Any man who gardens or visits gardening forums soon comes to realize that we're outnumbered by women. I think that also applies to the blogosphere and that's part of the reason for this post. On my sidebar you can see a few links of bloggers who have my blog linked and most of them are women. There are a couple of men on the list and I'm happy to be in the company of such good bloggers. For a while I've been wondering how many other men there are out there blogging about plants in one way or another. This morning Carol (from MayDreamsGardens) brought a new male garden blogger to my attention and it half prompted this part of the post. If you haven't visited the bloggers on the list on the right. Let me introduce you to:

Domesticated Man
Rustling Leaves

They're sort of new garden bloggers and if you have a moment stop by and leave them a comment. Since a few bloggers were kind enough to link to me without me having to ask I'd like to blog it forward by giving three newer blogs some exposure. Do you know a male garden blogger who isn't already on GVs or a popular blog roll and who doesn't have a lot of comments? Raise your blogma by giving them some exposure.

1. Create a new blog post titled "Real Men Garden Blog".
2. Copy the three links I put up above paste them into your post.
3. Add the links of the male garden blogger(s) who is not on GVs or a popular blog roll but you think should get some visitors and comments. Encourage your readers to do the same.

I didn't include a watermark in the picture to this post so you can use it if you like. If you're a male garden blogger like me who is already on GVs or a popular blog roll you can add your link to the comments of this post. This one is for newbies or people who are blogging away by themselves.


  1. Thanks for sharing that story (and the plug).

    I grew up in rural Minnesota so farming/gardening was a staple. We ran and played in soybean and corn fields. Neighbors grew zucchini and rhubarb by the truckload.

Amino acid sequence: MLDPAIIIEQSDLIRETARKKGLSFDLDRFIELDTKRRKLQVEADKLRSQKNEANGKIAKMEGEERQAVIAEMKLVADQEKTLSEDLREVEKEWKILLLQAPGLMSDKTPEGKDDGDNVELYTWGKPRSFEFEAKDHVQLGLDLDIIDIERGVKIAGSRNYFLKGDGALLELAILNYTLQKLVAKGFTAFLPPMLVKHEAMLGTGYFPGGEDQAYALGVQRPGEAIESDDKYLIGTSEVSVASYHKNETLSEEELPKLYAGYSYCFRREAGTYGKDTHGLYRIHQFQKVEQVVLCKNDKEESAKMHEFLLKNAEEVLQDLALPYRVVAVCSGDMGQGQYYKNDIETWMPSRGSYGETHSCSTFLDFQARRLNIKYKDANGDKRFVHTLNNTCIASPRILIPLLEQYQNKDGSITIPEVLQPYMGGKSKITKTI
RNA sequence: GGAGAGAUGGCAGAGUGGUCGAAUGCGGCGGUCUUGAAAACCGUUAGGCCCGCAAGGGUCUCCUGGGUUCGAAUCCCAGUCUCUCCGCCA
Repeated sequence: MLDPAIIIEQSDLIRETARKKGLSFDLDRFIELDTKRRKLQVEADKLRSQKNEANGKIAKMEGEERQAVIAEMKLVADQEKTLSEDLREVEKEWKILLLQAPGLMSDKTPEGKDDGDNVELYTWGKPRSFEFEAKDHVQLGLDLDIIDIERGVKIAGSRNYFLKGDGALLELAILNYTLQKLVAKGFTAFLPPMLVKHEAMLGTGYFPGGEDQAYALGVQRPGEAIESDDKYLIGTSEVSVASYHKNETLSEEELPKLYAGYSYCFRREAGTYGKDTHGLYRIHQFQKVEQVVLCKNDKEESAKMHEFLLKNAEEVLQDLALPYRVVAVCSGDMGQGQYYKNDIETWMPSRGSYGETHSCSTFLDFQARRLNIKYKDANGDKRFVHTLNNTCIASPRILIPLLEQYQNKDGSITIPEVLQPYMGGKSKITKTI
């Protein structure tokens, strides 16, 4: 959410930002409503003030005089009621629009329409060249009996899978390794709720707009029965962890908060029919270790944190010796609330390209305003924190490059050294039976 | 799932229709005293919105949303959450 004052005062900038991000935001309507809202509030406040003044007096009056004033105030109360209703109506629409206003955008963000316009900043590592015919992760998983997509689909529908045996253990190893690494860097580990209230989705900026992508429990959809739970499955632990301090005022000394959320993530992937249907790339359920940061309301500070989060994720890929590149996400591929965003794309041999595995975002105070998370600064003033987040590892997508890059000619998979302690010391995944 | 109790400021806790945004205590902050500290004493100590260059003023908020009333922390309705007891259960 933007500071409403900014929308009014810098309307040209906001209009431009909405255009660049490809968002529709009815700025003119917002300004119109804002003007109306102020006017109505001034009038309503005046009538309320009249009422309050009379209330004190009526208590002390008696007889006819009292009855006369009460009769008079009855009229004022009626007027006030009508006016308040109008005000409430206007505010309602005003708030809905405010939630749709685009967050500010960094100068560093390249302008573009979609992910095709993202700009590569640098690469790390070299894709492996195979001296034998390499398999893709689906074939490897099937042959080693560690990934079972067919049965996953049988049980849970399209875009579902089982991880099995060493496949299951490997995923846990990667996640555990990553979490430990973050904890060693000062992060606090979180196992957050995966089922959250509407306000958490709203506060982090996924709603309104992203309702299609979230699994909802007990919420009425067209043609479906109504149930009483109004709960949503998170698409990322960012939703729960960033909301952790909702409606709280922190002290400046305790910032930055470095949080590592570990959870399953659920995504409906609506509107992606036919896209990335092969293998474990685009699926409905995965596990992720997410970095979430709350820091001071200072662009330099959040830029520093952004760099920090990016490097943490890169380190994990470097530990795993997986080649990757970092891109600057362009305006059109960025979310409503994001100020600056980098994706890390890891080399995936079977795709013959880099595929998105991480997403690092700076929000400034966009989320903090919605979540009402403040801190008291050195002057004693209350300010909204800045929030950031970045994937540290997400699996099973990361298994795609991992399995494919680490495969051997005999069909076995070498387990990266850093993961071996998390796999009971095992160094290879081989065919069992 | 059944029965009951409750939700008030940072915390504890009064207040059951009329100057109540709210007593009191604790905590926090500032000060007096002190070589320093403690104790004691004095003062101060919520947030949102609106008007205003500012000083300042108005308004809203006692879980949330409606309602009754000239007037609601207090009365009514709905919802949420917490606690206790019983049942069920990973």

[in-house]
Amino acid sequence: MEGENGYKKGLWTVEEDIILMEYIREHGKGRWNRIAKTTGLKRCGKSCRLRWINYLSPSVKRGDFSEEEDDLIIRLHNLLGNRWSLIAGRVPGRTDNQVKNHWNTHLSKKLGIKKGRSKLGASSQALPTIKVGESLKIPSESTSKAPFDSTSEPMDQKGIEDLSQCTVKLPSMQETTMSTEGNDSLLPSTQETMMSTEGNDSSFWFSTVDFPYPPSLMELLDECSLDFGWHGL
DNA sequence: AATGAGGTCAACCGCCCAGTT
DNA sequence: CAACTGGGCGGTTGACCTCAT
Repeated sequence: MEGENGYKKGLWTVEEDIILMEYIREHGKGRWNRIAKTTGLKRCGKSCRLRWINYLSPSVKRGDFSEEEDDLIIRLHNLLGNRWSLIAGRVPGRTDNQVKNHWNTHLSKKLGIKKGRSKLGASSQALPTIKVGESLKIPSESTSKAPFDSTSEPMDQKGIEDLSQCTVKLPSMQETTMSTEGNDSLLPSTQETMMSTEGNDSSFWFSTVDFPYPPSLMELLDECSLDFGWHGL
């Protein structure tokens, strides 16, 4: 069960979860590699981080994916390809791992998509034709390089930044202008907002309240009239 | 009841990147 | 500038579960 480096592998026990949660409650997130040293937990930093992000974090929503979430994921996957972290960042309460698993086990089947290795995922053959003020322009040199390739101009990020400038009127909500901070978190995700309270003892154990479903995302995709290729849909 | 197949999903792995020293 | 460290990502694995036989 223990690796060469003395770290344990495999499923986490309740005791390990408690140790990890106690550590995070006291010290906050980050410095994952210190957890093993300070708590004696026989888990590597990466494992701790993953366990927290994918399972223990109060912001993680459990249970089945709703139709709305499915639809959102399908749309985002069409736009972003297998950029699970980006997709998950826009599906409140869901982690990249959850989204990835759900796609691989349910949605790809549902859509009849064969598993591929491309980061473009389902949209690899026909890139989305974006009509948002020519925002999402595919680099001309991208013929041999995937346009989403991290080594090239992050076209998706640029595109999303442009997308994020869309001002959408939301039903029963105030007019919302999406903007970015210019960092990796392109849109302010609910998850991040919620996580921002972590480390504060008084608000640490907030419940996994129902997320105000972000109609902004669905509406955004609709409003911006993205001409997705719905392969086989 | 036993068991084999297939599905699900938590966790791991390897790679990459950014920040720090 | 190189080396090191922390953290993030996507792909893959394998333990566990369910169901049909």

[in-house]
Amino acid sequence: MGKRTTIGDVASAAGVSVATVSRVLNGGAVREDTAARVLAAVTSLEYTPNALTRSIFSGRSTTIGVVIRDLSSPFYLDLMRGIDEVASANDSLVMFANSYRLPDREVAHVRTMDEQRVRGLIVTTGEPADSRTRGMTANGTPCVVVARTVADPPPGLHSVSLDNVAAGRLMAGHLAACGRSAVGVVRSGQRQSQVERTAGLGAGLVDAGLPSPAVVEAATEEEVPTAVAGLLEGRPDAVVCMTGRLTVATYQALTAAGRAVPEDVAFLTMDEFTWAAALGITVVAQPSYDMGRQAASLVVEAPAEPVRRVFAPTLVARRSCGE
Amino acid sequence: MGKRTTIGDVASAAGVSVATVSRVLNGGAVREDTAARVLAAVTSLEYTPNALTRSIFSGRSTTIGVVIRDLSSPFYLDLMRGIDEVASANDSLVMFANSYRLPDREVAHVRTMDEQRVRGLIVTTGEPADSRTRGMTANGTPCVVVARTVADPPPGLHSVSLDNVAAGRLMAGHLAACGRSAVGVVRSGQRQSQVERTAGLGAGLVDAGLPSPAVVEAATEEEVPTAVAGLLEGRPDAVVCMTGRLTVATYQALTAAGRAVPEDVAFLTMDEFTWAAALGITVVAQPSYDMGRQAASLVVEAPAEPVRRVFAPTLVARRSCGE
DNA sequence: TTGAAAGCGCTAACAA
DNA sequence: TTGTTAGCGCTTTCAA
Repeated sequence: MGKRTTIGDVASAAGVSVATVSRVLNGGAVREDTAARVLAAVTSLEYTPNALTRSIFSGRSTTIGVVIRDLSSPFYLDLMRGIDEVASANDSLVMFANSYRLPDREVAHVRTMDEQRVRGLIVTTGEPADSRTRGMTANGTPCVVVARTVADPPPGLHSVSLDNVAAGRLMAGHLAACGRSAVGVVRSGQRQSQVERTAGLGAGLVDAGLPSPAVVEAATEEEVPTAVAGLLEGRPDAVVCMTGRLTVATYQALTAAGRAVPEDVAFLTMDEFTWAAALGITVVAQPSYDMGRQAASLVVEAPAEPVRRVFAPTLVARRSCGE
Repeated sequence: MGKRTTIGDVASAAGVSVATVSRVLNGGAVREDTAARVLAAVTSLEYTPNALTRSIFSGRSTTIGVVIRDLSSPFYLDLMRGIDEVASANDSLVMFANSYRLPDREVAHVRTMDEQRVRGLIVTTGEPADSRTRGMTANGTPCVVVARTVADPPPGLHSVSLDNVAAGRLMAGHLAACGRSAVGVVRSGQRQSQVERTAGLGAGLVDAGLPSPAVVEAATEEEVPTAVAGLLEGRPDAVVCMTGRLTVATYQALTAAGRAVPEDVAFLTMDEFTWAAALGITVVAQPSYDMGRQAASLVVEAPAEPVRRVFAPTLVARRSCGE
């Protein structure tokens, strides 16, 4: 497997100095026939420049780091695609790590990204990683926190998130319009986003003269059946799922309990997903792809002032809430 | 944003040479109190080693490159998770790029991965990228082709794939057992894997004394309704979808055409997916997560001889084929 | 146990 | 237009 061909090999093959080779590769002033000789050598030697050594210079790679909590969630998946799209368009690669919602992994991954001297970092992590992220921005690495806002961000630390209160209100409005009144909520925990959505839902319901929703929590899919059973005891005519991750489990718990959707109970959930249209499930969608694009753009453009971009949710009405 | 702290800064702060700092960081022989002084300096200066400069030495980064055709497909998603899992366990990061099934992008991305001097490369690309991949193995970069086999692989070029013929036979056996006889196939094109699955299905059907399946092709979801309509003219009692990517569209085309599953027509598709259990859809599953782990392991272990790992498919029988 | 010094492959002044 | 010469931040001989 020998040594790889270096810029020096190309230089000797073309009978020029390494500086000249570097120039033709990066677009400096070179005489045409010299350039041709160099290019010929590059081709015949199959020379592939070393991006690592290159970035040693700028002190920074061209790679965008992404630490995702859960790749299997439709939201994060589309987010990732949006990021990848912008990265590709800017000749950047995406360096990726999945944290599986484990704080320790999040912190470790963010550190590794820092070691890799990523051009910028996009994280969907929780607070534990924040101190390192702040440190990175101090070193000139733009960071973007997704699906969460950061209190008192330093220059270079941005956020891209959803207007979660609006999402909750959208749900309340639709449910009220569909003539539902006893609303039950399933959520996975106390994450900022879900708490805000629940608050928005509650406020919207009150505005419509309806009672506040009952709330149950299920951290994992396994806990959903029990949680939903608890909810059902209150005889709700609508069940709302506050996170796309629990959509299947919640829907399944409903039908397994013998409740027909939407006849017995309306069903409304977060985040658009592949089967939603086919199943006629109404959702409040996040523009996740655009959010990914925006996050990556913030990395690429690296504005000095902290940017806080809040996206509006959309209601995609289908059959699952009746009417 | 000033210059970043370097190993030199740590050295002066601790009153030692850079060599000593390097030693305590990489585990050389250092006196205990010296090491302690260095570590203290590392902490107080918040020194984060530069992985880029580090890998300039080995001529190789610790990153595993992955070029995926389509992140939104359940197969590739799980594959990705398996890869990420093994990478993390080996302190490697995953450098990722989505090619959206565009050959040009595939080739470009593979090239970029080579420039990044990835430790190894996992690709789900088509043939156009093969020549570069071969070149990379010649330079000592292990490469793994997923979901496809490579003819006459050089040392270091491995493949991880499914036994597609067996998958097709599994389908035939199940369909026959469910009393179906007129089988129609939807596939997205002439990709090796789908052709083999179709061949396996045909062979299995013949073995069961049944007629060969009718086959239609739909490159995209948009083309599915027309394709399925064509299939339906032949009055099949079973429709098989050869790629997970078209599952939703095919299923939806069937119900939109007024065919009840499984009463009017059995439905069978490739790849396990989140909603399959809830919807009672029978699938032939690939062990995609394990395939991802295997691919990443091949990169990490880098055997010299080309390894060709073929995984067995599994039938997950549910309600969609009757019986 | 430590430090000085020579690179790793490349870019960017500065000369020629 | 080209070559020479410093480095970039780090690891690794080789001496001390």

After several years in the office world I wanted to get back to something real...gardening is such a great way to reconnect.

    I also hope, in some way, to convince male friends that there's nothing crazy about starting a garden. We have to stop worrying about what people think and just do what we want to do.

  2. You may feel you're one of few men doing a garden blog, but it wasn't that long ago that the garden industry was dominated by men. As far as garden designers and landscape architects are concerned, I think it's a good balance of men and women.

    From what you say you seem to be both the reluctant gardener and garden blogger, but you're so good at it.

    You're also very generous in encouraging those new at blogging and sharing your information.

  3. Hey Alex,

    Don't mention it. I like your blog especially since you do something different than I do and your writing style is very catchy. Keep up the good work.


    Thanks for the kind words. When I was thinking of this post I was wanting to include a pretty hilarious link to a thread on a forum I once saw about why more men didn't garden but I couldn't find it in my bookmarks. As you already know I posted your article today and hope it brings you a little boost in Google and some new readers.

  4. Oh and again I apologize for butchering your name in that other entry.

  5. Hey there,

    Yup I'm another Mere Male Garden Blogger, Dunno where I fit on tje lists, as I get a few comments from a few friends out here....

  6. Hi Barebones,

    The next time I do another round up I'll include you in the list.

    Thanks for stopping by.

  7. Hey, another garden guy here. Just found your blog, and really like it. Nice to see another guy in the gardening blogosphere!

  8. Hi David,

    Thanks for stopping by and commenting. When I do the next round up I'll be sure to include you.